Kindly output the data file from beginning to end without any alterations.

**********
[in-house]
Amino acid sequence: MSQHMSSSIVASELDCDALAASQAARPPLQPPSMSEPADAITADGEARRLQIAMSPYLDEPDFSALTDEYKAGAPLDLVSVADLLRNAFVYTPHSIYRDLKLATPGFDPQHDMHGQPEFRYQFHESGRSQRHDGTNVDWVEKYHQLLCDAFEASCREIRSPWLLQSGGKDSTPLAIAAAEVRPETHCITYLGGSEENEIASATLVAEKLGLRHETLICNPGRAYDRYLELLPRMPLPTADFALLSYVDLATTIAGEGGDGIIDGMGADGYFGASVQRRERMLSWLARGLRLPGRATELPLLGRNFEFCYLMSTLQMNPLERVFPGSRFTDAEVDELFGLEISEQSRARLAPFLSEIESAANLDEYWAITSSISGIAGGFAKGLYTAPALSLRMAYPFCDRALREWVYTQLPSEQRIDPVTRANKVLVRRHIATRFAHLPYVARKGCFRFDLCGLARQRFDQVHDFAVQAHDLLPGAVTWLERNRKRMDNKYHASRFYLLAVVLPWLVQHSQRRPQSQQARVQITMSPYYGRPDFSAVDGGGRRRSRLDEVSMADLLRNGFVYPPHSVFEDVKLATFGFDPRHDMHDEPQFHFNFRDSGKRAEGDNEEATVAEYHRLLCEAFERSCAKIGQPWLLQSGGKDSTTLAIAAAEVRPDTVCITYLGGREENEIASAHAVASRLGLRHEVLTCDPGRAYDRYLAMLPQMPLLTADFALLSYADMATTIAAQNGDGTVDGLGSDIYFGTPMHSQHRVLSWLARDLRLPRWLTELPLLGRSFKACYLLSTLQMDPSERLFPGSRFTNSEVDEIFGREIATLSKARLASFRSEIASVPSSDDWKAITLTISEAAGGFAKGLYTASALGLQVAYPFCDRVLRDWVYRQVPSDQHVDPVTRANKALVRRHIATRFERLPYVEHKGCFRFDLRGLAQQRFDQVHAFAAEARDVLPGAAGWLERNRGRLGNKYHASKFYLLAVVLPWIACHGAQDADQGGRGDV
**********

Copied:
[in-house]
Amino acid sequence: MSQHMSSSIVASELDCDALAASQAARPPLQPPSMSEPADAITADGEARRLQIAMSPYLDEPDFSALTDEYKAGAPLDLVSVADLLRNAFVYTPHSIYRDLKLATPGFDPQHDMHGQPEFRYQFHESGRSQRHDGTNVDWVEKYHQLLCDAFEASCREIRSPWLLQSGGKDSTPLAIAAAEVRPETHCITYLGGSEENEIASATLVAEKLGLRHETLICNPGRAYDRYLELLPRMPLPTADFALLSYVDLATTIAGEGGDGIIDGMGADGYFGASVQRRERMLSWLARGLRLPGRATELPLLGRNFEFCYLMSTLQMNPLERVFPGSRFTDAEVDELFGLEISEQSRARLAPFLSEIESAANLDEYWAITSSISGIAGGFAKGLYTAPALSLRMAYPFCDRALREWVYTQLPSEQRIDPVTRANKVLVRRHIATRFAHLPYVARKGCFRFDLCGLARQRFDQVHDFAVQAHDLLPGAVTWLERNRKRMDNKYHASRFYLLAVVLPWLVQHSQRRPQSQQARVQITMSPYYGRPDFSAVDGGGRRRSRLDEVSMADLLRNGFVYPPHSVFEDVKLATFGFDPRHDMHDEPQFHFNFRDSGKRAEGDNEEATVAEYHRLLCEAFERSCAKIGQPWLLQSGGKDSTTLAIAAAEVRPDTVCITYLGGREENEIASAHAVASRLGLRHEVLTCDPGRAYDRYLAMLPQMPLLTADFALLSYADMATTIAAQNGDGTVDGLGSDIYFGTPMHSQHRVLSWLARDLRLPRWLTELPLLGRSFKACYLLSTLQMDPSERLFPGSRFTNSEVDEIFGREIATLSKARLASFRSEIASVPSSDDWKAITLTISEAAGGFAKGLYTASALGLQVAYPFCDRVLRDWVYRQVPSDQHVDPVTRANKALVRRHIATRFERLPYVEHKGCFRFDLRGLAQQRFDQVHAFAAEARDVLPGAAGWLERNRGRLGNKYHASKFYLLAVVLPWIACHGAQDADQGGRGDV